GRATITUDE FOR GOOD
A Blog by Gratitude Alliance
By Jack Crowther (Reposted from The Gracias Foundation, now called Global Gratitude Alliance)
Jack is a 16 year old student at the International School of Berne, Switzerland. He and our other student volunteer spent 1 week at our project at Maisha children's home. The video below was compiled by Jack as part of his school project.
Walking into the door at Maisha was overwhelming. I’d been in planes, cars, trains all day so I wasn’t really prepared for 22 kids squeezed into an average sized living room. To add to this this they were singing to welcome us, and I didn’t really know what to say or do. Eventually two of the caregivers brought out food, my first taste of African cuisine, and it was pretty good I have to say. Sleeping in unfamiliar place after arriving a couple hours earlier was pretty weird and it was kind of hard to sleep.
The next morning we were going on a safari, the bus was supposed to pick us up at 7:00 but it ended up coming at around 8:30. That introduced me to the theme of that day, things rarely run smoothly in Kenya and the concept of “on time” is very different. I didn’t mind it at all though, it was actually a nice break from the almost perfection of Switzerland. It didn’t really matter that we were late. We even drove to the wrong entrance at first and had to drive 20 minutes to the main one. The whole time everyone seemed happy and excited about the trip and I found myself smiling and singing along.
On Monday I got an idea of the day to day life of the caregivers at Maisha. To summarize, they’re amazing. I started off by walking the goats with Chris, (a teenage Maisha resident) in the full sun then walked around the village while we waited for them to graze. Then I cleared up the goat poop from their pen. We then started cutting kale leaves for dinner and I sucked at it. The aim of the game was to cut them as small as possible; my pieces looked more like salad. The caretakers cooked the food over two small fires in a metal shed, it got insanely hot and smoky. They do that every day. Thanks to a generous donation the cooking area has been improved now. I was exhausted after one day, and they do it every single day. They’re pretty much legends.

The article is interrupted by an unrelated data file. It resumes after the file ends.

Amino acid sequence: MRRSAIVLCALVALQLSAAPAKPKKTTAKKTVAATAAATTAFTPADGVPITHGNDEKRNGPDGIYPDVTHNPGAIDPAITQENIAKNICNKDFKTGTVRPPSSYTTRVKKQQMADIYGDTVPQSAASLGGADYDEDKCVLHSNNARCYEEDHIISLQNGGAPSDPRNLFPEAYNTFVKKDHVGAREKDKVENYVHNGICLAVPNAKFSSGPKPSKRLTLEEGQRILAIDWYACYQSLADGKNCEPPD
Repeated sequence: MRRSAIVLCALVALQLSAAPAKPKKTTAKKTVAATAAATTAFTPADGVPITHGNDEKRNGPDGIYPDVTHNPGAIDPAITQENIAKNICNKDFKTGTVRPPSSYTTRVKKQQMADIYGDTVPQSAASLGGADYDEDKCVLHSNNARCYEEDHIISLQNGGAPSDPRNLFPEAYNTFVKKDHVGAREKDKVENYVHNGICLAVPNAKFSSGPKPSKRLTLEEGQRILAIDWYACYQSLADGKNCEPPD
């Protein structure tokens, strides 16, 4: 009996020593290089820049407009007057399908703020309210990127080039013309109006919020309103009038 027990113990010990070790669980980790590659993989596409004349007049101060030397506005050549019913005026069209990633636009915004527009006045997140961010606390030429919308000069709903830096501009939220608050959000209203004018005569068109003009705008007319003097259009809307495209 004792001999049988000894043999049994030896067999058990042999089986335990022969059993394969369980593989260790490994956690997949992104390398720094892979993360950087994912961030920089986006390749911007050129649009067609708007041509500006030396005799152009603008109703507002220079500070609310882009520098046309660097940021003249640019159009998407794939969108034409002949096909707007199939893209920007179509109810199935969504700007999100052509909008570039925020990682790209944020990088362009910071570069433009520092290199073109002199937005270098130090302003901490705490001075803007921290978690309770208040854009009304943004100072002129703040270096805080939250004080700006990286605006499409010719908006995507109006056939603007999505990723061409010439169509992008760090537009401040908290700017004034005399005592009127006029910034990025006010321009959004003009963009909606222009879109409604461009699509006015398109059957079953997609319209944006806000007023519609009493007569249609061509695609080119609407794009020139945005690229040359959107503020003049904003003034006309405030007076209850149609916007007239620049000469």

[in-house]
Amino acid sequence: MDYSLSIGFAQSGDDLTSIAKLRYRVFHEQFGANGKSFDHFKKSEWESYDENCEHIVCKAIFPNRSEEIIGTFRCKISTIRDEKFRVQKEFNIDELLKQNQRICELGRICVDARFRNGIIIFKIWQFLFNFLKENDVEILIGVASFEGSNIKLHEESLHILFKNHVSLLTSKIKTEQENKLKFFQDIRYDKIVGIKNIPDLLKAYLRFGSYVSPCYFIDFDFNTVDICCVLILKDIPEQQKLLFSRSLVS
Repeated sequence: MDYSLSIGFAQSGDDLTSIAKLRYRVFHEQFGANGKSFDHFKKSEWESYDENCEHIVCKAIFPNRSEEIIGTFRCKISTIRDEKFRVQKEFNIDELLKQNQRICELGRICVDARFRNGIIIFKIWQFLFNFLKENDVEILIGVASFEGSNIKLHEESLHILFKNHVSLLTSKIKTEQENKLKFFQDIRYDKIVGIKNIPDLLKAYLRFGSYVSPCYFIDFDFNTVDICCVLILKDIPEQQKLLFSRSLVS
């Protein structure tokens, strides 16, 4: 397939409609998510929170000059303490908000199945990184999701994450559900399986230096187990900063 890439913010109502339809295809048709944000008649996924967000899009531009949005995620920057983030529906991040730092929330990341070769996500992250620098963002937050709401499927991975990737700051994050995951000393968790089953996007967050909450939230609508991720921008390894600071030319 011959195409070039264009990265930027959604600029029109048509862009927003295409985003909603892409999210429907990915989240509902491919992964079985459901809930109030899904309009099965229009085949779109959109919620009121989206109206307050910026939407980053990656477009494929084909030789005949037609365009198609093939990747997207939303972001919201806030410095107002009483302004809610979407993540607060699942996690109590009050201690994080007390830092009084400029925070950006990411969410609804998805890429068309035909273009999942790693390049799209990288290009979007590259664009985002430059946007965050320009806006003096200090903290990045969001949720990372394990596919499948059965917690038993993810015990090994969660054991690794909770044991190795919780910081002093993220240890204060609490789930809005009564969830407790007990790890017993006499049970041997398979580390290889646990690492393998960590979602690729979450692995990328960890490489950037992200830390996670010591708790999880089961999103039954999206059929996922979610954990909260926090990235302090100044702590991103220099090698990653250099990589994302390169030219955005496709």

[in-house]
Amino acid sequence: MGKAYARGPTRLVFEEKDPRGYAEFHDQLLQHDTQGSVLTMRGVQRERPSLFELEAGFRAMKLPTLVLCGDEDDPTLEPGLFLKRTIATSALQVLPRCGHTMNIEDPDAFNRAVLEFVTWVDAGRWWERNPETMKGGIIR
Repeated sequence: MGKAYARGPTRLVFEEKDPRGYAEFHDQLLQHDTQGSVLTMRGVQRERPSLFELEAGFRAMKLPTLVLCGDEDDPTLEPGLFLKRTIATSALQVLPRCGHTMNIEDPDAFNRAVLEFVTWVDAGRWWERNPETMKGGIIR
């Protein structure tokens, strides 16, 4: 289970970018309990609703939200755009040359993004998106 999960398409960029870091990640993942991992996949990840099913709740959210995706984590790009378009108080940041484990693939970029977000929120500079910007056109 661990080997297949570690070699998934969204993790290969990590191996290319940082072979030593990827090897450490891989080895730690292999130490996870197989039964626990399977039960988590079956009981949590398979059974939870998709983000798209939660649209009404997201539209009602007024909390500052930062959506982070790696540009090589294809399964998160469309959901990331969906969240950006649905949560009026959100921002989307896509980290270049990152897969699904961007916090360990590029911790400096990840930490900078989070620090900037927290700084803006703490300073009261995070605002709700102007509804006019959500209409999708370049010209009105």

The next day we went to buy books to build a library of text and story books at Maisha. We had a set amount of money that we wanted to spend, so we spent around two hours trying to get to a total. We ended up with 375 books. I was glad that we helped do something that had an obvious impact on the awesome kids there. (I’ve used awesome a lot, but it's true).
We went to the Elementary School the next day, and it gave some more perspective on how lucky I am. There were 80 kids in one class. That’s one teacher for 80 students. We did some corrections of some math, and I realized how bad I am at mental math. We then got to do P.E. which involved running and dancing in a circle, which again was fun and I ended up dancing (badly).
Near the end of the trip we bought souvenirs, I got a cool mask. That day wasn’t really the most eventful but we played with the kids. When we tried playing Uno we soon realized that they had their own version so we tried other games. A successful game was Ludo (the one where you have to get all four of your pieces around the board, and into your home base.) Yet again I had fun, and realized how happy all the Maisha kids were despite their situations.
Friday involved the most dramatic part of the entire week. The goat and chicken killing. As much as it was kind of disgusting, I think it was an important experience. Seeing where our meat comes from is, I think, an important lesson since we eat it almost every day over here.
Saturday we prepared for the party which involved cutting the lamb, peeling potatoes which is something I’ve never done before, and other general chores. We also went to the local store (which is more like a kiosk) and brought a bunch of pop for everyone.
I think overall the entire trip was amazing, it showed me an entirely different kind of life. It showed me that you can be happy no matter what your situation. It also confirmed that I am indeed, very, very lazy.
(Resilience Tools 4)
(Resilience Tools 3)
(Resilience Tools 2)
April 2020 (Resilience Tools 1)
December 2019 (Year In Review)